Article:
Halloween Ends

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We certainly can’t say that Halloween Ends, the last of the new trilogy supposedly putting paid to the struggle between superslasher Michael Myers and survivor Laurie Strode (Jamie Lee Curtis), does the same old same old. It diverges so wildly from what most fans might expect of a Halloween film that I’d like to give it points on that basis alone. This leg of the franchise has taken the story deadly seriously, layering on subtext after subtext, which is fine if the text itself engages and entertains. But Halloween Ends, like its 2021 predecessor Halloween Kills, comes across more annoying and depressing than scary. 

A nerdy kid named Cunningham with an overbearing, forbidding mother runs across an avatar of evil and loses his moral bearings. John Carpenter made that movie in 1983, from a book by Stephen King, Christine. Well, it also describes the key conflict here. David Gordon Green, who has directed all three of these Halloween movies, and wrote this one with three other guys, has possibly placed this as an Easter egg for the fans. Okay, neato. But the kid here, Corey Cunningham (Rohan Campbell), barely makes sense as a human being. Notoriety has followed him from an incident in which he accidentally killed a kid he was babysitting, and after he’s bullied and meets Michael in the sewers, Michael seems to recognize himself in the kid, and vice versa. 

Meanwhile, Corey also falls for Laurie’s granddaughter Allyson (Andi Matichak), but if we’re supposed to root for him to reach out towards love and sanity and break from the “dark path” he’s trudging down, we don’t. We don’t like him and we don’t care. Green and his co-writers have made Halloween movies more fit for analysis than for seasonal scares. Everything in the movie only makes sense symbolically; taken literally, the plotting is stupid, depending, once again, on people doing the absolute dumbest things they can do. If Halloween Kills was “really” about the deranging power of fear, this one says that evil never dies, it just changes faces under the mask.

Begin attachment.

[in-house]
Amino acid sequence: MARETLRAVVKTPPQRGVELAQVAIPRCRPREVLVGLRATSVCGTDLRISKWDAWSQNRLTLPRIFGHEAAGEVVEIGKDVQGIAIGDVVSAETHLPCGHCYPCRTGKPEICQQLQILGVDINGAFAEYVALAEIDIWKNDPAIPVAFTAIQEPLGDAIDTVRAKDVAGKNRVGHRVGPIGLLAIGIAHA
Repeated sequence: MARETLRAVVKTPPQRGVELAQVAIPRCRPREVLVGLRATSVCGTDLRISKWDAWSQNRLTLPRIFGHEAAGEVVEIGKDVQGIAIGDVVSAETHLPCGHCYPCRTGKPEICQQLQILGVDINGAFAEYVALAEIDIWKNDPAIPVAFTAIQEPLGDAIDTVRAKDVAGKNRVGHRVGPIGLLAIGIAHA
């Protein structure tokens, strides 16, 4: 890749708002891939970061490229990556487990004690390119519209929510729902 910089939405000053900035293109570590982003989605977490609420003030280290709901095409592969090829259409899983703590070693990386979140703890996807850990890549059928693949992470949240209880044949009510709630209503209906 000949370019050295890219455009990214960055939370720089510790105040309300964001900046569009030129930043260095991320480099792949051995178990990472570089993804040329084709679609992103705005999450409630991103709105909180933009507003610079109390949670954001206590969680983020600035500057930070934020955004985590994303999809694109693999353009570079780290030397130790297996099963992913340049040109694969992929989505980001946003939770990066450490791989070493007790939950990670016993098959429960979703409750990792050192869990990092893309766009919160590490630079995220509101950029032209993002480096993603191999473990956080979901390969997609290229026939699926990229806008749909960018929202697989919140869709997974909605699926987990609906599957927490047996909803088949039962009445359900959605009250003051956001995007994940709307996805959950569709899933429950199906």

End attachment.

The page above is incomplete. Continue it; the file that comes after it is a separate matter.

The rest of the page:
The kills are as brutal as ever, accompanied by stylized sounds of squelching, spattering, and slicing. The dirty secret of the slasher subgenre is that its structure allows us to enjoy the murder and mutilation; they’re the crescendos in a musical piece. To his credit, Green wants to do something different, uglifying the deaths. But without the fun or suspense or even the morbid curiosity that makes us want to look at the blood and brains on the floor, where’s the entertainment? I wound up not being sure what Green and his cohorts wanted to accomplish with this trilogy. Here, there’s more boring stuff about how violent tragedy can deform a whole community; we learn that some folks in Haddonfield, Illinois, the sleepy death town where all of this unfolds, blame Laurie for the new Michael murders. This is an example of how the script wants to Say Something Important — in this case, about victim-blaming, I guess? — but completely fumbles it as a plausible thing that happens in the story.

Rohan Campbell has been coached to play the faux-Michael as a sullen, misunderstood kid who kept reminding me unhelpfully of the irritating Caleb Landry Jones. There’s not much of a shift between Corey when he’s “normal” and Corey when he’s gone off the deep end. As for Jamie Lee Curtis, who has been riding a media blitz surrounding her last dance with Michael Myers, she gets a Big Moment near the end but otherwise can’t do a lot with Laurie as (inconsistently) written. I can read Curtis’ loyalty to this diminishing-returns trilogy — she’s said she owes her career to Laurie Strode and is grateful to the franchise’s fans for the life she’s had — far more easily than I can read anyone’s motivations in the film. I will always be fond of Curtis, but the Laurie in these films is beyond my understanding. Green’s 2018 Halloween famously proceeded from the 1978 original and disregarded any of the sequels. By and large, I would like to disregard Green’s sequels, too. His first effort was solid, and he should have stopped there and resisted the temptation to Say Something Important.

Explore posts in the same categories: horror, one of the year's worst, sequel

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